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Experts: Hospital Scalping Crackdown Not Enough
   2016-01-30 07:38:16    CRIENGLISH.com      Web Editor: Li Chenxi

File photo of Guang'anmen Hospital in Beijing. [Photo: sina.com.cn]

Medical industry observers here in China are suggesting authorities need to get to the root of the problem when it comes to medical appointment scalping in this country.

CRI's Luo Wen explains.


A new campaign against medical appointment scalping is underway in Beijing after video of a young girl denouncing outpatient appointment scalpers went viral this week.

Since then, a dozen people have been busted for illegally selling hospital appointments, including 7 at the Guang'anmen Hospital in Beijing where the video was shot.

Despite the new crackdown, officials in China's medical industry admit it's not going to be easy to root-out scalpers.

Huang Jinhui is with the city of Guangzhou's Healthcare Department.

"The scalpers look no different from anyone else. So it's difficult to pick them out. On top of this, they will face no more than administrative detention if they're caught red-handed."

Under the current structure here in China, people from rural areas of the country have a difficult time gaining access to medical facilities in the country's major cities, as they won't be covered under the national medicare program, and will have to pay completely out-of-pocket.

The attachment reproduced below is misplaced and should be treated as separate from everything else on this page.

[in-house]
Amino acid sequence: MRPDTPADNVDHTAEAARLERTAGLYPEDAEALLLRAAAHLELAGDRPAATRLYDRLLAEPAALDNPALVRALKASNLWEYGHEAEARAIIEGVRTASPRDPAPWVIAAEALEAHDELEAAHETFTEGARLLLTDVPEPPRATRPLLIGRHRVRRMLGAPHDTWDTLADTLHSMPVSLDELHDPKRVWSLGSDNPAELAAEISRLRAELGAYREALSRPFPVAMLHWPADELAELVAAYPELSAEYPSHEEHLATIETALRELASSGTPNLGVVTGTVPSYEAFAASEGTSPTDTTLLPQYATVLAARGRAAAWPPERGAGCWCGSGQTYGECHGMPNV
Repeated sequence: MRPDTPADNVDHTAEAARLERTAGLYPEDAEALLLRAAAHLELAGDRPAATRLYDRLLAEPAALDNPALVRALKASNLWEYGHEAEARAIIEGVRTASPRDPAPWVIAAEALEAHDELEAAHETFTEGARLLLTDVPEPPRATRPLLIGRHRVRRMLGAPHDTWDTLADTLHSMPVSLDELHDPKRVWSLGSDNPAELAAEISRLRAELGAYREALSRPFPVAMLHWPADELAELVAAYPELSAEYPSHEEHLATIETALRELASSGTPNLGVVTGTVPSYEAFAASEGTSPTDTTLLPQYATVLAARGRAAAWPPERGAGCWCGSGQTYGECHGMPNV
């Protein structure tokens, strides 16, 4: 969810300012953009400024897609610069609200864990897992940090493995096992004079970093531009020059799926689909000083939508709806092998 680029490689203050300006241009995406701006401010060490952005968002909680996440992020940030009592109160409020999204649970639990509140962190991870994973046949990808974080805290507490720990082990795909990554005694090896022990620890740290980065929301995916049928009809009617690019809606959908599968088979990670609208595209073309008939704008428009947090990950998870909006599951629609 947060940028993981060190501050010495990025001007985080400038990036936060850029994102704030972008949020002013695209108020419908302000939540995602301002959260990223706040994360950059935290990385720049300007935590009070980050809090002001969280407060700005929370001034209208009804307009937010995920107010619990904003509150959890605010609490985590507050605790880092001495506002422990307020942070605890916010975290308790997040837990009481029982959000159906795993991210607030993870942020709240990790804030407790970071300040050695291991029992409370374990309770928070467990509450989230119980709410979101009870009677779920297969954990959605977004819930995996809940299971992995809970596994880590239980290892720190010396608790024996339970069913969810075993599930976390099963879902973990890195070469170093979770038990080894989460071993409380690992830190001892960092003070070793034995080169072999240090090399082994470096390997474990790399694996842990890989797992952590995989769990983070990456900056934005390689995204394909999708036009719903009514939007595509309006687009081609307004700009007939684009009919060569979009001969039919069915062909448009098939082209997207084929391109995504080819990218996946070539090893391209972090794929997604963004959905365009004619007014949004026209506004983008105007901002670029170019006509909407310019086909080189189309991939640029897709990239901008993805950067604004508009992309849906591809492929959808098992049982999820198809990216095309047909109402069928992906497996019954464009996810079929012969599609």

As such, scalpers using local identification cards can book appointments and then sell them to people without the proper documentation.

Zhuang Yiqiang with the Chinese Hospital Association says the best way to eliminate this issue is to make the medical system in China more uniform.

"The fundamental reason behind the issue is not necessarily the scalping, but rather the low-quality of the medical system in the rural areas. If local hospitals were capable of offering better treatment, then patients wouldn't insist on travelling to a hospital in Beijing for treatment."

Of the 100 top-ranked hospitals across the country, 23 are located in Beijing, 20 are in Shanghai and 9 are in Guangdong province.

Liu Zhen with Guang'anmen Hospital in Beijing says this puts a huge amount of pressure on their staff.

"We have 400 doctors. However, the number of patients we see a day exceeds 11-thousand. Don't you think that we are overburdened?"

Also among the busiest hospitals in the capital is Beijing Children's Hospital.

That facility has seen its yearly patient numbers increase from 2.3 million in 2011 to close to 3.4 million in 2014.

Liu Guo'en with the State Council's Health Care System Reform Advisory Committee says this is something they're working on addressing.

"Apart from consistent crackdowns on scalpers, we're also trying to step up the reforms in the country's medicare system. As there are only around 5 hospital beds for every 1-thousand people in China, which is an even higher ratio than in the US, ití»s urgent that we try to convince people to see doctors at community-level clinics, particularly if they are not critically ill."

A national real-name medical appointment booking system is being worked on.

The system was first introduced in Beijing's hospitals in 2011.

However, it's not linked with the country's national ID database.

This makes it easy for scalpers to book an appointment using a fake ID card.

For CRI, this is Luo Wen.

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